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Steel Making

Heat Treatment Of Gear Blanks
This section is based on a paper read before the American Gea...

Bessemer Process
The bessemer process consists of charging molten pig iron int...

Case-hardening Treatments For Various Steels
Plain water, salt water and linseed oil are the three most co...

Corrosion
This steel like any other steel when distorted by cold worki...

Flange Shields For Furnaces
Such portable flame shields as the one illustrated in Fig. 1...

Temperature Recording And Regulation
Each furnace is equipped with pyrometers, but the reading an...

Correction By Zero Adjustment
Many pyrometers are supplied with a zero adjuster, by means ...

Annealing Work
With the exception of several of the higher types of alloy s...

Testing And Inspection Of Heat Treatment
The hard parts of the gear must be so hard that a new mill f...

Hardening Operation
Hardening a gear is accomplished as follows: The gear is tak...

An Automatic Temperature Control Pyrometer
Automatic temperature control instruments are similar to the ...

High Speed Steel
For centuries the secret art of making tool steel was handed ...

Annealing Of High-speed Steel
For annealing high-speed steel, some makers recommend using g...

Classifications Of Steel
Among makers and sellers, carbon tool-steels are classed by g...

Phosphorus
Phosphorus is one of the impurities in steel, and it has been...

Affinity Of Nickel Steel For Carbon
The carbon- and nickel-steel gears are carburized separately...

Application Of Liberty Engine Materials To The Automotive Industry
The success of the Liberty engine program was an engineer...

William Kelly's Air-boiling Process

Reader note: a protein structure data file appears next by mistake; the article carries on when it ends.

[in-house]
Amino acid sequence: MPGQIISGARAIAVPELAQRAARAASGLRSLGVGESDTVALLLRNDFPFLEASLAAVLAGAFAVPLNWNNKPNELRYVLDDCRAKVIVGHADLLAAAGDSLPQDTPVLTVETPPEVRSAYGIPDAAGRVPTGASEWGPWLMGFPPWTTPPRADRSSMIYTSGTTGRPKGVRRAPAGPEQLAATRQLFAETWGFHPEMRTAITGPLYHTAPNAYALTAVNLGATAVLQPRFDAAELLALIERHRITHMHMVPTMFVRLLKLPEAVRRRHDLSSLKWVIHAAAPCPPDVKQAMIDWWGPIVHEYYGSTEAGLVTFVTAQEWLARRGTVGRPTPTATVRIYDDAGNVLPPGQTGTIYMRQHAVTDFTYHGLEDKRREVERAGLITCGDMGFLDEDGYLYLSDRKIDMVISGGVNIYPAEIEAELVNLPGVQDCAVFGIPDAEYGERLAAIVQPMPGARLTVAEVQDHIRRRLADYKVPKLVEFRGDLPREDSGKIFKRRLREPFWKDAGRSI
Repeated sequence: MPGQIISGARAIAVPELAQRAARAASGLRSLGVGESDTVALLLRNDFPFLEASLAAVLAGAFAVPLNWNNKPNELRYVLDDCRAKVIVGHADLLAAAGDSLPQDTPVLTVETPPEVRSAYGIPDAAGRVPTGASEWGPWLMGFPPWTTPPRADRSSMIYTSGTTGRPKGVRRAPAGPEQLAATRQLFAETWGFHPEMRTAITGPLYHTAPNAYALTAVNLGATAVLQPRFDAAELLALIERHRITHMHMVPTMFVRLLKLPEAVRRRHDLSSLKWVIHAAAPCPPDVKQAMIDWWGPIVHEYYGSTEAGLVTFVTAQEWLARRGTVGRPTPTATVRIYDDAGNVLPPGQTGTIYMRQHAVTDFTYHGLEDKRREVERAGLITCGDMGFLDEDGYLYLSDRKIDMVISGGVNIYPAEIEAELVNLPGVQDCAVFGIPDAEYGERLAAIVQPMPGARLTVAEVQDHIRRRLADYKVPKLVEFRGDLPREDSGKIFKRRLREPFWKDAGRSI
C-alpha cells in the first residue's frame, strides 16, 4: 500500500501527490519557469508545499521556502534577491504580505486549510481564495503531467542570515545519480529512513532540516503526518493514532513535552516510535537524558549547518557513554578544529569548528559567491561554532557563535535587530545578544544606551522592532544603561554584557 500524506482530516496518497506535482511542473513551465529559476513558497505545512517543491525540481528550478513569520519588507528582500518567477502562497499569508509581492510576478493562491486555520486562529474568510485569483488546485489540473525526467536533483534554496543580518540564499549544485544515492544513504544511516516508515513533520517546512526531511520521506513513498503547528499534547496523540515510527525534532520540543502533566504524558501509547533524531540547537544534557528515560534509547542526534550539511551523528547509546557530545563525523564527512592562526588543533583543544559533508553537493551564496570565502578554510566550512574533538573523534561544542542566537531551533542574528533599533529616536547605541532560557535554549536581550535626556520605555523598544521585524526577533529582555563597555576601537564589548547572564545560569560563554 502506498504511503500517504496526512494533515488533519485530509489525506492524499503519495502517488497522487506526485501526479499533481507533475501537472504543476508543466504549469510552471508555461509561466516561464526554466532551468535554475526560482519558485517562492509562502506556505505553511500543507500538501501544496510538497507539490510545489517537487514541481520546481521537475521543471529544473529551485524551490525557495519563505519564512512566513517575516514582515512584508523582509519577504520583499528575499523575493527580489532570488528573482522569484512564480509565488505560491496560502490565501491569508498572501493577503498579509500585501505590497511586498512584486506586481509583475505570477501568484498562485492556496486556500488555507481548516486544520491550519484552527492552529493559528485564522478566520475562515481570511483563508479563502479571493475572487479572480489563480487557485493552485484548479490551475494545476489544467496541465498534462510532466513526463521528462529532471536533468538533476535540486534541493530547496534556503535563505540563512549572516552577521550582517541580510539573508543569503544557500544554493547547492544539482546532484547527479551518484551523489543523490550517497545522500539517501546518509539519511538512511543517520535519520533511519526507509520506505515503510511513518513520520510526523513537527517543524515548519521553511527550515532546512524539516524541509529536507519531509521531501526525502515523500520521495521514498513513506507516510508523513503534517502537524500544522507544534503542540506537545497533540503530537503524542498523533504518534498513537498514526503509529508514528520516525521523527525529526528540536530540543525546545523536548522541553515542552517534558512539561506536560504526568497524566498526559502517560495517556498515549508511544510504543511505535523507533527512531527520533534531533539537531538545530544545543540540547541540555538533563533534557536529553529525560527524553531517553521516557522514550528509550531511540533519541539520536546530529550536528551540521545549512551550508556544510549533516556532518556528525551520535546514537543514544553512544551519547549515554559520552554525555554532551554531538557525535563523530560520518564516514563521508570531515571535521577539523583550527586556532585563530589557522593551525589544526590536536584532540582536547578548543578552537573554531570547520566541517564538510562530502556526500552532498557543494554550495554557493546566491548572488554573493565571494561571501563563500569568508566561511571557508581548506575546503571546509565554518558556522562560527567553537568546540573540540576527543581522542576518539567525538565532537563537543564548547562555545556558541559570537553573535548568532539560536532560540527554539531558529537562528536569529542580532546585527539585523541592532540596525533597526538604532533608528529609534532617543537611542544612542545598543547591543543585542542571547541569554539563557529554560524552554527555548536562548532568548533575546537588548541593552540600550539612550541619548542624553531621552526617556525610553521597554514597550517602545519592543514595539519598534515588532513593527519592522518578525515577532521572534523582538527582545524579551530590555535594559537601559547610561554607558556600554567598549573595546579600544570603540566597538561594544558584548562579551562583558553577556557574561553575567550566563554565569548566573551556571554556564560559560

An account of Bessemer's address to the British Association w...

Uses Of The Various Tempers Of Carbon Tool Steel
DIE TEMPER.--No. 3: All kinds of dies for deep stamping, pres...

Annealing
ANNEALING can be done by heating to temperatures ranging from...



Steel Worked In Austenitic State






Category: THE FORGING OF STEEL

As a general rule steel should
be worked when it is in the austenitic state. (See page 108.) It
is then soft and ductile.

As the steel is heated above the critical temperature the size of
the austenite crystals tends to grow rapidly. When forging starts,
however, these grains are broken up. The growth is continually
destroyed by the hammering, which should consequently be continued
down to the upper critical temperature when the austenite crystals
break up into ferrite and cementite. The size of the final grains
will be much smaller and hence a more uniform structure will result
if the mother austenite was also fine grained. A final steel
will be composed of pearlite; ferrite and pearlite; or cementite
and pearlite, according to the carbon content.

The ultimate object is to secure a fine, uniform grain throughout
the piece and this can be secured by uniform heating and by thoroughly
rolling it or working it at a temperature just down to its critical
point. If this is correctly done the fracture will be fine and
silky. Steel which has been overheated slightly and the forging
stopped at too high a temperature will show a granular fracture.
A badly overheated or burned steel will have iridescent colors
on a fresh fracture, it will be brittle both hot and cold, and
absolutely ruined.





Next: Steel Can Be Worked Cold

Previous: Heating



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